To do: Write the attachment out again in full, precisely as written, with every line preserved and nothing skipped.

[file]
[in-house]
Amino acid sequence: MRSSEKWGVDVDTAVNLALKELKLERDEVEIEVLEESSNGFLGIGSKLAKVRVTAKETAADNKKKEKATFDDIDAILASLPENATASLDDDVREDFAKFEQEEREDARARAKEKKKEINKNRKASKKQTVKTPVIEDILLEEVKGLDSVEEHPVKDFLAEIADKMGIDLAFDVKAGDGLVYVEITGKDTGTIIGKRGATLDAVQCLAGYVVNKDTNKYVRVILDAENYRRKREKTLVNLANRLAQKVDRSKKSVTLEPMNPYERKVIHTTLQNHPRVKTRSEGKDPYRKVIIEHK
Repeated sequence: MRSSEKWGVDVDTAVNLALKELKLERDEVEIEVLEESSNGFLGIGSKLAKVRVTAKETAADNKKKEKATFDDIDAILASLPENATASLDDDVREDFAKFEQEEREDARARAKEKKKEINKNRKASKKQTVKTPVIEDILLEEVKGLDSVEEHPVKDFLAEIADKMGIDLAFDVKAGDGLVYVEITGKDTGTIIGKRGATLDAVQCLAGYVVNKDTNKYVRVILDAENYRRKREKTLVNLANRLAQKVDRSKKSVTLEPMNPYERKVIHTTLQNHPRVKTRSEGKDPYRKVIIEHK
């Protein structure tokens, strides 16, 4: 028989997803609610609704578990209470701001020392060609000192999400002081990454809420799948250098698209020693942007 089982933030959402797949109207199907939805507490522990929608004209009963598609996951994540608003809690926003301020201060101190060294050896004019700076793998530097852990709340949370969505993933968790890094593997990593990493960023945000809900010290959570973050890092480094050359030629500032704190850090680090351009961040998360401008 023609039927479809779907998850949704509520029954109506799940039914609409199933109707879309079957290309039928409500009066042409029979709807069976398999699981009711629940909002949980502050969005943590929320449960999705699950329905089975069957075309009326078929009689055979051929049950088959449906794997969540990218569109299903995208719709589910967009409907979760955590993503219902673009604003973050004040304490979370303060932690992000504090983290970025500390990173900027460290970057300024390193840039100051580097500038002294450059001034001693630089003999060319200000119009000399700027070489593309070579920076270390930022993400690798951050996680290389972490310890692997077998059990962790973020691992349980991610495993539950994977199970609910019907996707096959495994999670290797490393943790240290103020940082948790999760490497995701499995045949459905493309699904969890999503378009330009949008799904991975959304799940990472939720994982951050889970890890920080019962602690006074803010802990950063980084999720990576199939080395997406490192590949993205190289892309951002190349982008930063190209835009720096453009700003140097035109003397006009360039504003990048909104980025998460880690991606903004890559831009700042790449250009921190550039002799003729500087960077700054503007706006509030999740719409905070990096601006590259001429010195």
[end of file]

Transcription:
[in-house]
Amino acid sequence: MRSSEKWGVDVDTAVNLALKELKLERDEVEIEVLEESSNGFLGIGSKLAKVRVTAKETAADNKKKEKATFDDIDAILASLPENATASLDDDVREDFAKFEQEEREDARARAKEKKKEINKNRKASKKQTVKTPVIEDILLEEVKGLDSVEEHPVKDFLAEIADKMGIDLAFDVKAGDGLVYVEITGKDTGTIIGKRGATLDAVQCLAGYVVNKDTNKYVRVILDAENYRRKREKTLVNLANRLAQKVDRSKKSVTLEPMNPYERKVIHTTLQNHPRVKTRSEGKDPYRKVIIEHK
Repeated sequence: MRSSEKWGVDVDTAVNLALKELKLERDEVEIEVLEESSNGFLGIGSKLAKVRVTAKETAADNKKKEKATFDDIDAILASLPENATASLDDDVREDFAKFEQEEREDARARAKEKKKEINKNRKASKKQTVKTPVIEDILLEEVKGLDSVEEHPVKDFLAEIADKMGIDLAFDVKAGDGLVYVEITGKDTGTIIGKRGATLDAVQCLAGYVVNKDTNKYVRVILDAENYRRKREKTLVNLANRLAQKVDRSKKSVTLEPMNPYERKVIHTTLQNHPRVKTRSEGKDPYRKVIIEHK
């Protein structure tokens, strides 16, 4: 028989997803609610609704578990209470701001020392060609000192999400002081990454809420799948250098698209020693942007 089982933030959402797949109207199907939805507490522990929608004209009963598609996951994540608003809690926003301020201060101190060294050896004019700076793998530097852990709340949370969505993933968790890094593997990593990493960023945000809900010290959570973050890092480094050359030629500032704190850090680090351009961040998360401008 023609039927479809779907998850949704509520029954109506799940039914609409199933109707879309079957290309039928409500009066042409029979709807069976398999699981009711629940909002949980502050969005943590929320449960999705699950329905089975069957075309009326078929009689055979051929049950088959449906794997969540990218569109299903995208719709589910967009409907979760955590993503219902673009604003973050004040304490979370303060932690992000504090983290970025500390990173900027460290970057300024390193840039100051580097500038002294450059001034001693630089003999060319200000119009000399700027070489593309070579920076270390930022993400690798951050996680290389972490310890692997077998059990962790973020691992349980991610495993539950994977199970609910019907996707096959495994999670290797490393943790240290103020940082948790999760490497995701499995045949459905493309699904969890999503378009330009949008799904991975959304799940990472939720994982951050889970890890920080019962602690006074803010802990950063980084999720990576199939080395997406490192590949993205190289892309951002190349982008930063190209835009720096453009700003140097035109003397006009360039504003990048909104980025998460880690991606903004890559831009700042790449250009921190550039002799003729500087960077700054503007706006509030999740719409905070990096601006590259001429010195």